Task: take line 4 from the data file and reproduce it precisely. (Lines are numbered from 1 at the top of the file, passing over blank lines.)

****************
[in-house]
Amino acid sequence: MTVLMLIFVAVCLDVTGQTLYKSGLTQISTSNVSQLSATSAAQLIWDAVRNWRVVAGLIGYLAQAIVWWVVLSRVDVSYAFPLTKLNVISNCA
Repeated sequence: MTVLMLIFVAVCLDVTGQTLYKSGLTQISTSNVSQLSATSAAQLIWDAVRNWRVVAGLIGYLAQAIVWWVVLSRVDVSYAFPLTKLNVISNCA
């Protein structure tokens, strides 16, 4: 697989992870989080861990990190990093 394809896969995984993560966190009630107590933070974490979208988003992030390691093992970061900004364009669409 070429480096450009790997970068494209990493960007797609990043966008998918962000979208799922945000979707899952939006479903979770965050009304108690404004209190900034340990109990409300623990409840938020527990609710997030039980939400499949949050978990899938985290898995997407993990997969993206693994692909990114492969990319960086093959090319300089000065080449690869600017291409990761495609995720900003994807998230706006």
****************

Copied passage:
């Protein structure tokens, strides 16, 4: 697989992870989080861990990190990093 394809896969995984993560966190009630107590933070974490979208988003992030390691093992970061900004364009669409 070429480096450009790997970068494209990493960007797609990043966008998918962000979208799922945000979707899952939006479903979770965050009304108690404004209190900034340990109990409300623990409840938020527990609710997030039980939400499949949050978990899938985290898995997407993990997969993206693994692909990114492969990319960086093959090319300089000065080449690869600017291409990761495609995720900003994807998230706006």